During my many years as the town's head music critic, the only advice my editor at the Athens Banner Herald ever gave me was, "Don’t write in the first person." While I have always tried to adhere to those words, the views expressed herein are deeply heartfelt, and come from years of attentive reflection upon this music scene that I have followed so passionately. Given that, these thoughts could only be expressed from a personal perspective.
During the early 1990’s, a musical renaissance was upon us. As young "jam bands" such as Widespread Panic and Phish were cutting their teeth, touring relentlessly to earn their places in history, the Allman Brothers Band were enjoying a long-awaited second creative peak, thanks in large part to the influx of two new "Brothers" – Allen Woody and Warren Haynes. At the time, Panic was the band that earned my loyalties, and was closest to my heart. Yet, every time I would go see an Allman show, I left knowing that I had just seen the world’s best live band.
For me, the Allman experience changed drastically on September 27,1997 at Universal Studios in Hollywood.
I went, curious to hear how my old friend Oteil Burbridge would fair as the newest Brother, and wound up leaving before the show was over. Not only were Warren and Woody long gone, having left the band in March to concentrate full-time on Govt Mule, but Dickey Betts was a no show, replaced for the evening by Jack Pearson. The show fell severely below expectations.
Before I proceed, I should add that Oteil is not only one of my favorite bass players; I also think he is one of the top all-around musicians on the planet. That said, there is flat out no way that he can ever bring it to an Allman Brothers show like Woody did. Not just Oteil – no one seems capable of filling the void left when that beast of a bass player departed. His bass was deep, it was heavy, and it filled the bottom end the way it was meant to be filled – a mean and wicked sound that resonated from within the soul in a way only Woody could play.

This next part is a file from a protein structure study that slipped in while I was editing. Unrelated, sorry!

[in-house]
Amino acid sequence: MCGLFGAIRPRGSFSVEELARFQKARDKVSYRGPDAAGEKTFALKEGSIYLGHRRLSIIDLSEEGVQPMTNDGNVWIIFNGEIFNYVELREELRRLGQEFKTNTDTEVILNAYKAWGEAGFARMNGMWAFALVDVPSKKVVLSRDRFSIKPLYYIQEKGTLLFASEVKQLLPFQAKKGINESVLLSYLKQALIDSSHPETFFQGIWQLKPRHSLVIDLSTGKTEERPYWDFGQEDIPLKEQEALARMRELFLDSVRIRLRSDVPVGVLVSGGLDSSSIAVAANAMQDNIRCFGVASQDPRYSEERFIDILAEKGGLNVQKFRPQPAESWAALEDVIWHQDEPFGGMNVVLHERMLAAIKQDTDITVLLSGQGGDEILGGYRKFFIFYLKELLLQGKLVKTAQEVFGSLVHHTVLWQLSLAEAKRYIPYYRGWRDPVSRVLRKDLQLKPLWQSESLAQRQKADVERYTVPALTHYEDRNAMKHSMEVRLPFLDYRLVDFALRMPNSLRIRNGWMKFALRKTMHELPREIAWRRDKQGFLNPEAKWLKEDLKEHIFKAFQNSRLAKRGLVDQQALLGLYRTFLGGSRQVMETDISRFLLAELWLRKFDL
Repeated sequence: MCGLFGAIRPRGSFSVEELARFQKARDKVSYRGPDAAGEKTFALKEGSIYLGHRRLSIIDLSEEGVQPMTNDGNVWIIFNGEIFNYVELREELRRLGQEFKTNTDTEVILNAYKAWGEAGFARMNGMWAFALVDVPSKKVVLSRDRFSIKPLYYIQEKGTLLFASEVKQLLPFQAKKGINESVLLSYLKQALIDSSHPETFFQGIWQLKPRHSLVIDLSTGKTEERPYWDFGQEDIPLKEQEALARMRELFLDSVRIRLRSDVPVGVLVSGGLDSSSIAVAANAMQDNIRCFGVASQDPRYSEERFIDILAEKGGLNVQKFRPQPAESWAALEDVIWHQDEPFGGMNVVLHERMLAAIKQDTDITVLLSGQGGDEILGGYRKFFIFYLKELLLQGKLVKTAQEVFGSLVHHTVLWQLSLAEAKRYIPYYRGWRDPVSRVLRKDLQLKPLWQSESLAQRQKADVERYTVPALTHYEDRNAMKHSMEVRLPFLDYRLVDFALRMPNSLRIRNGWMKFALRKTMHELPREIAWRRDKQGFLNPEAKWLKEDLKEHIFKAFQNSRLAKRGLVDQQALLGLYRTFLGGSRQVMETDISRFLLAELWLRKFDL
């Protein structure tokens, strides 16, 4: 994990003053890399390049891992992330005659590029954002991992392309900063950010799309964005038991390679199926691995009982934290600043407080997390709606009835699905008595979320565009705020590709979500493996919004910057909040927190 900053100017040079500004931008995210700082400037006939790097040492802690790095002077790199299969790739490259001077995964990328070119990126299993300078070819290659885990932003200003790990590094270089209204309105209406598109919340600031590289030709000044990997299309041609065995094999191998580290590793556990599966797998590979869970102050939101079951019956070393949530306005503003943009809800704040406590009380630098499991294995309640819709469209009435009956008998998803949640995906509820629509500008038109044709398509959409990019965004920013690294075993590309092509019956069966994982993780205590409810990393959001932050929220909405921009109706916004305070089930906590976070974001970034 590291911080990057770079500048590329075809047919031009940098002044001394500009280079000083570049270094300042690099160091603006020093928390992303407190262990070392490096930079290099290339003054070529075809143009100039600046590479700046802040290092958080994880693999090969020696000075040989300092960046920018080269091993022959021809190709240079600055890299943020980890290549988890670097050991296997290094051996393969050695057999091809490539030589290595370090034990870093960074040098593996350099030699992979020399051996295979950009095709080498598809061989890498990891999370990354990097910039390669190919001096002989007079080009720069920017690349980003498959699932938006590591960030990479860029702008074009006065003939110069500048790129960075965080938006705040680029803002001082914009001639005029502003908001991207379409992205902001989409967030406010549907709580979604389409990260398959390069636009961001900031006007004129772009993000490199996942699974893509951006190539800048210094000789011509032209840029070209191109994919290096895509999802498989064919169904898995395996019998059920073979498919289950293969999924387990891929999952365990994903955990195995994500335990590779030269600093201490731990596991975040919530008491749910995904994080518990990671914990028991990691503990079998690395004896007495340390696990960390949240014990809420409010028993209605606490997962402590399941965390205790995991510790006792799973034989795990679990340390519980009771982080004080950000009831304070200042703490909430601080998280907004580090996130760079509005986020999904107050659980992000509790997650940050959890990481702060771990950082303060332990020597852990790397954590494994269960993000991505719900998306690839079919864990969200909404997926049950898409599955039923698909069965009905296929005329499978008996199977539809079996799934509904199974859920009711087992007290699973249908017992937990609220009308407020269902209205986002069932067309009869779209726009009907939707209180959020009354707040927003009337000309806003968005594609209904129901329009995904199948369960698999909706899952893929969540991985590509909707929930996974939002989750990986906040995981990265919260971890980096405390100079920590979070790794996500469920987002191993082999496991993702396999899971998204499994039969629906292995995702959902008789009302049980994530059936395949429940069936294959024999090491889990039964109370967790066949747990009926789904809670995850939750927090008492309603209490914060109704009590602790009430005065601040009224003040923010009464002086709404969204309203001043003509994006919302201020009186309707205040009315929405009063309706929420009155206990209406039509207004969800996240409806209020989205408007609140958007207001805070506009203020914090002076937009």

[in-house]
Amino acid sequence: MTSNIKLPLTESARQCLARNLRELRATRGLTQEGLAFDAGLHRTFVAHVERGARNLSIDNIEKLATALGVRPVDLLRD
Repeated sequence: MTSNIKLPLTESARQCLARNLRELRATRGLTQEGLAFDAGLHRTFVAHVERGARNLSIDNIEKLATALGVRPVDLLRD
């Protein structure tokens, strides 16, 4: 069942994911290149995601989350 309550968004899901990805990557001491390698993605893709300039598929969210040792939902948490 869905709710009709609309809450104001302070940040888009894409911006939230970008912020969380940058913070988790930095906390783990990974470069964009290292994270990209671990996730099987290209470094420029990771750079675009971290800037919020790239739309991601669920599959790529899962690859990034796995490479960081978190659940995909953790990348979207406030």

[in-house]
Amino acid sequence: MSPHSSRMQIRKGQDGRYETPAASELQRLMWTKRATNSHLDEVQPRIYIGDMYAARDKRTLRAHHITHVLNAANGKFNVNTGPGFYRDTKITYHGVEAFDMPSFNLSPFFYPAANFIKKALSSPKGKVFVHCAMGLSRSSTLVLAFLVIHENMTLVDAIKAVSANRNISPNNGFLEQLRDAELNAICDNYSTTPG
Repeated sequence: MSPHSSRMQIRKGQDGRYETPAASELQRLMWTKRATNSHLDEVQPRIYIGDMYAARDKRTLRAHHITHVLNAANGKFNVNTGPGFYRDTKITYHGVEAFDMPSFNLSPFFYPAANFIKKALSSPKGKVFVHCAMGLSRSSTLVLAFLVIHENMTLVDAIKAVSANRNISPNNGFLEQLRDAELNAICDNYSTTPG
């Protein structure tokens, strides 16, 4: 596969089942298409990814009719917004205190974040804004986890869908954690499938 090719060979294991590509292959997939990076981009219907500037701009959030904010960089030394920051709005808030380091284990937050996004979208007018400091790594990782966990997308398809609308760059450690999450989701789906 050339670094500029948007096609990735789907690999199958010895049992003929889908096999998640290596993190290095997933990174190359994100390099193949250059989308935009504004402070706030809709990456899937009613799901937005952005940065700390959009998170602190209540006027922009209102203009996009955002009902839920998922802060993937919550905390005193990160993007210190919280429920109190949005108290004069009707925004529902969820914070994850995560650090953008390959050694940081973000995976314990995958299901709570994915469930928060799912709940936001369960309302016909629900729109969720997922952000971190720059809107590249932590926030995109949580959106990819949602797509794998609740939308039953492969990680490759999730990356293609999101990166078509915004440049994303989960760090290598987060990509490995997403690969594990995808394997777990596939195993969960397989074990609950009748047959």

As I sat in the Beacon Theater on March 20, my first experience of the Allman’s traditional March Madness run, I was thrilled to see Warren pushing the band to yet another creative peak. The experience of watching as he and Derek Trucks traded leads was nothing short of delightful. As the performance unfolded, a thought that had been brewing in mind suddenly became crystal clear.
It would seem a forgone conclusion that most fans would cite the dearly departed Duane Allman as the most missed Allman. With no disrespect towards Duane, or anyone else intended, the Allman Brothers Band that toured from 1989 to early 1997 were, for my money, not only the best collection of Brothers ever, they were the best band alive. Watching the latest rendition of Brothers surge once again, I came to the realization that, from my perspective, Allen Woody was the most irreplaceable member the band has ever lost. In fact, his loss seemingly took more from the Allman’s than it did from Mule, who have soldiered valiantly on, to the point that they have actually become a much better band than they were during their earlier years with Woody.
True, it did take nearly 18 years to replace Duane, but Warren Haynes eventually came along, and few would argue that he filled the void unlike anyone who had previously attempted to replace dear Duane. In addition, would anyone really argue that Derek, a second generation Allman by birth, has quickly proved up to the task of replacing the legendary Dickey Betts? Derek may not sing, but, as usual, there is Warren to fill the gap, keeping the band churning right along.
Back to the Beacon, where the latest version of this American institution is suddenly mixing up their set lists more than any time in their career. As the first set is coming to a close, the band begins to play "No One To Run With," and there he is – larger than life – Allan Woody, being shown on the screen behind the stage. Interestingly enough, Duane also made an appearance during this video clip, but was given far less time on the screen, and received but a fraction of the crowd reaction that Woody received.
A deafening roar exploded from the crowd when Woody first appeared. Warren turned to look at the screen, only to see his old friend. He then turned back to the crowd, with a huge expression of joy on his face for the reception that had been given to his pal. For a brief moment, the slow happy boys were back on stage together, and Warren couldn't have looked any happier.
Neither could I. It was an emotional moment for this fan and, seemingly, for the band as well.
As the video ended, Woody still on the screen, I was left with one last thought: God bless Allen Woody! We miss you brother…